11. Coupling between agonist and chloride ionophore sites of the GABA(A) receptor: agonist/antagonist efficacy of 4-PIOL.

    PubMed

    Rabe, H; Picard, R; Uusi-Oukari, M; Hevers, W; Lüddens, H; Korpi, E R

    2000-12-15

    Eight gamma-aminobutyric acid (GABA) mimetics were tested on their ability to differentiate native GABA(A) receptor subtypes present in various rat brain regions. In rat brain cryostat sections, little regional variations by the agonistic actions of muscimol, thiomuscimol, 4,5,6,7-tetrahydroisoazolo(5,4-c)pyridin-3-ol, piperidine-4-sulphonic acid, taurine and beta-alanine on [35S]t-butylbicyclophosphorothionate ([35S]TBPS) binding to GABA(A) receptor channels were found. They were very similar to those found for GABA itself and indicated no direct correlation with single subunit distributions for any of these compounds. Only the low-efficacy GABA mimetic 5-(4-piperidyl)isoxazol-3-ol (4-PIOL) acted like a weak partial agonist or antagonist depending on the brain area. As the cerebellar granule cell layer was relatively insensitive to both modes of action, we tested 4-PIOL in recombinant alpha1beta2gamma2 (widespread major subtype) and alpha6beta2gamma2 (cerebellar granule cell restricted) receptors where it had different effects on GABA-modulated [35S]TBPS binding and on electrophysiological responses. 4-PIOL may thus serve as a potential lead for receptor subtype selective compounds.

  12. Discriminative stimulus properties of indorenate, a serotonin agonist.

    PubMed Central

    Velázquez-Martínez, D N; López Cabrera, M; Sánchez, H; Ramírez, J I; Hong, E

    1999-01-01

    OBJECTIVE: To determine whether indorenate, a serotonin-receptor agonist, can exert discriminative control over operant responses, to establish the temporal course of discriminative control and to compare its stimulus properties to a (5-HT)IA receptor agonist. [3H]-8-hydroxy-2-(di-N-propylamino) tetralin (8-OH-DPAT). DESIGN: Prospective animal study. ANIMALS: Ten male Wistar rats. INTERVENTIONS: Rats were trained to press either of 2 levers for sucrose solution according to a fixed ratio schedule, which was gradually increased. Rats were given injections of either indorenate or saline solution during discrimination training. Once they had achieved an 83% accuracy rate, rats underwent generalization tests after having received a different dose of indorenate, the training dose of indorenate at various intervals before the test, various doses of 8-OH-DPT, or NAN-190 administered before indorenate or 8-OH-DPAT. OUTCOME MEASURES: Distribution of responses between the 2 levers before the first reinforcer of the session, response rate for all the responses in the session, and a discrimination index that expressed the drug-appropriate responses as a proportion of the total responses. RESULTS: Indorenate administration resulted in discriminative control over operant responses, maintained at fixed ratio 10, at a dose of 10.0 mg/kg (but not 3.0 mg/kg). When the interval between the administration of indorenate and the start of the session was varied, the time course of its cue properties followed that of its described effects on 5-HT turnover. In generalization tests, the discrimination index was a function of the dose of indorenate employed; moreover, administration of 8-OH-DPAT (from 0.1 to 1.0 mg/kg) fully mimicked the stimulus properties of indorenate in a dose-dependent way. The (5-HT)IA antagonist NAN-190 prevented the stimulus generalization from indorenate to 8-OH-DPAT. Also, NAN-190 antagonized the stimulus control of indorenate when administered 45 minutes before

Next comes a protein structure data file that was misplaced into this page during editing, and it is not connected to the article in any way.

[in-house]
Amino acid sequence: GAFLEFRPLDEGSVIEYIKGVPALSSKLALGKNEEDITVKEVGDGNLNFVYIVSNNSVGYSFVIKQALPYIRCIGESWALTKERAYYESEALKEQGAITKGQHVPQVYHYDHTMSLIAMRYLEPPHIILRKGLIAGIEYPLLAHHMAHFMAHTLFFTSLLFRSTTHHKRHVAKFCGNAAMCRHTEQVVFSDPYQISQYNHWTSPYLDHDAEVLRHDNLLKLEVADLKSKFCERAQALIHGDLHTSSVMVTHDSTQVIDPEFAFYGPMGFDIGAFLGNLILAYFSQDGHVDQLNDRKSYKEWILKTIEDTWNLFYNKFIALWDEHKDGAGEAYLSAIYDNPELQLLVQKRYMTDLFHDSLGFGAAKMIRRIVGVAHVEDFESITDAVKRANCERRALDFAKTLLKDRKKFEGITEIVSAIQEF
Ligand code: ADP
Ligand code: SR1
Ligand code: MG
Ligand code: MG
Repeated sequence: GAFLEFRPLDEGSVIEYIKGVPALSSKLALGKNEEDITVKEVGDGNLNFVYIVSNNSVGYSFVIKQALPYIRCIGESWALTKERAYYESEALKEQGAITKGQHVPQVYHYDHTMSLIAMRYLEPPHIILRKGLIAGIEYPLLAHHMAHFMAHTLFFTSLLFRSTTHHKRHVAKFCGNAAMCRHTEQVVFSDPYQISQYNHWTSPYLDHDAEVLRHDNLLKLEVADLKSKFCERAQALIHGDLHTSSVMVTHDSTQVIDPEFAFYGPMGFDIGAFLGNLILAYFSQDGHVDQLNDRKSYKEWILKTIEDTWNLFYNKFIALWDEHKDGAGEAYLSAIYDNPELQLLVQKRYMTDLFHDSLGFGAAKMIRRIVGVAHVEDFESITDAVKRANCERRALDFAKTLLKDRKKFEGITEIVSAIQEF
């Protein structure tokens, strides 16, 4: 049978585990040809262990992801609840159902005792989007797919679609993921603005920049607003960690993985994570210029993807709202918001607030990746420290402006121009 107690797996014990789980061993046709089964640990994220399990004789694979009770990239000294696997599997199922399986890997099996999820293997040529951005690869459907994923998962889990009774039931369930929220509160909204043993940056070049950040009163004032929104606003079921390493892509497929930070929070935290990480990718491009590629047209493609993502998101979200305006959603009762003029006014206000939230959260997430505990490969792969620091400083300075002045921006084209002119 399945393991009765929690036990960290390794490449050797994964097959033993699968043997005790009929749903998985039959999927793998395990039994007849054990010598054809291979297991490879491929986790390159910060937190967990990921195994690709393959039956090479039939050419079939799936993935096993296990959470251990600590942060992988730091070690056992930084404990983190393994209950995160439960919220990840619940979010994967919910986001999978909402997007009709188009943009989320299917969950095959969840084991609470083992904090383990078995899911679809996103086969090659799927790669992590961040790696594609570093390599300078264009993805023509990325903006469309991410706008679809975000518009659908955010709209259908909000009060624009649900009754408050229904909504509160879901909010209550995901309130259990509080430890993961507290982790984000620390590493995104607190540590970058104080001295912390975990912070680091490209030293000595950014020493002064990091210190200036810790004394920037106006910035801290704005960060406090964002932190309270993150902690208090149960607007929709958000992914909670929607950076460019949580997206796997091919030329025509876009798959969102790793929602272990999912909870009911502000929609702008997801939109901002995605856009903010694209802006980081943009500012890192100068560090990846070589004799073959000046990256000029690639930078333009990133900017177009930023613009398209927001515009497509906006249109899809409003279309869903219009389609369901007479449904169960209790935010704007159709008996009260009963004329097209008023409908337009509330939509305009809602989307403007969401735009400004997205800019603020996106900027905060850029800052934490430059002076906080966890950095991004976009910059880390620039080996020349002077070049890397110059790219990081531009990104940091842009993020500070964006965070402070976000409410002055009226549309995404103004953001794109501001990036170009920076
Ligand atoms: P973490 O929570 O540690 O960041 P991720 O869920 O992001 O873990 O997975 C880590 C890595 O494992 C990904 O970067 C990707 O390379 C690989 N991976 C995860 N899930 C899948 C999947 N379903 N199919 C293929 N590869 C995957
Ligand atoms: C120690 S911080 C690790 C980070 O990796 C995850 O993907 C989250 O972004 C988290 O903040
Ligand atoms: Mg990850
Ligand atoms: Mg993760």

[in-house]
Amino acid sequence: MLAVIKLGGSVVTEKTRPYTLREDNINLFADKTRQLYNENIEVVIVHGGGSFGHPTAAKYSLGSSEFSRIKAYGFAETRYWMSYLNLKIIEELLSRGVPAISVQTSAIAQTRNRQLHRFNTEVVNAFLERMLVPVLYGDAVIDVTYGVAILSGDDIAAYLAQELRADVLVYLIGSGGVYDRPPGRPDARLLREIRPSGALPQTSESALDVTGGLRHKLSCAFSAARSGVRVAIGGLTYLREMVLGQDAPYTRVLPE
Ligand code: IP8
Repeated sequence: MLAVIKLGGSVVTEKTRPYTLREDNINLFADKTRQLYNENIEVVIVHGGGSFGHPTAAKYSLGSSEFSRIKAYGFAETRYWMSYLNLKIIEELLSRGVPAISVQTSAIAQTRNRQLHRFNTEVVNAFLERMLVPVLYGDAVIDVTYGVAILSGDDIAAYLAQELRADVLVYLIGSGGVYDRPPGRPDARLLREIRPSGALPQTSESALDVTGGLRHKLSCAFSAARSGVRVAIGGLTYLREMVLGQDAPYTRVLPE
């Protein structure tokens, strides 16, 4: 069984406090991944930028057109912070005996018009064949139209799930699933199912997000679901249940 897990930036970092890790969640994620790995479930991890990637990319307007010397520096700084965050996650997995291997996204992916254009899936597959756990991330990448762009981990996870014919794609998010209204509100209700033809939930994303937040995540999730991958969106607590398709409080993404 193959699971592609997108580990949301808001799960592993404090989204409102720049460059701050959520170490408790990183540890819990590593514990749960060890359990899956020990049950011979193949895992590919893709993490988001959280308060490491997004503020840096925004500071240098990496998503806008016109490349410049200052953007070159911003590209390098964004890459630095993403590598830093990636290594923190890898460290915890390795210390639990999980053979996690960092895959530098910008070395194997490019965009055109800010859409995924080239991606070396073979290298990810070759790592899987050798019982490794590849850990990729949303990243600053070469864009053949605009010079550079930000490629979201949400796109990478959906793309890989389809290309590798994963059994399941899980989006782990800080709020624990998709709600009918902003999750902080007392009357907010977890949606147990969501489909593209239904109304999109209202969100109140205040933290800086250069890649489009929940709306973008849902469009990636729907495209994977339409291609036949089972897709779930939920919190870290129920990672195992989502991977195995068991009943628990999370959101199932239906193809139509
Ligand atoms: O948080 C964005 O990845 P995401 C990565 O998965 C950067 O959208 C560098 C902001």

13. New Small Molecule Agonists to the Thyrotropin Receptor

    PubMed Central

    Ali, M. Rejwan; Ma, Risheng; David, Martine; Morshed, Syed A.; Ohlmeyer, Michael; Felsenfeld, Dan P.; Lau, Zerlina; Mezei, Mihaly; Davies, Terry F.

    2015-01-01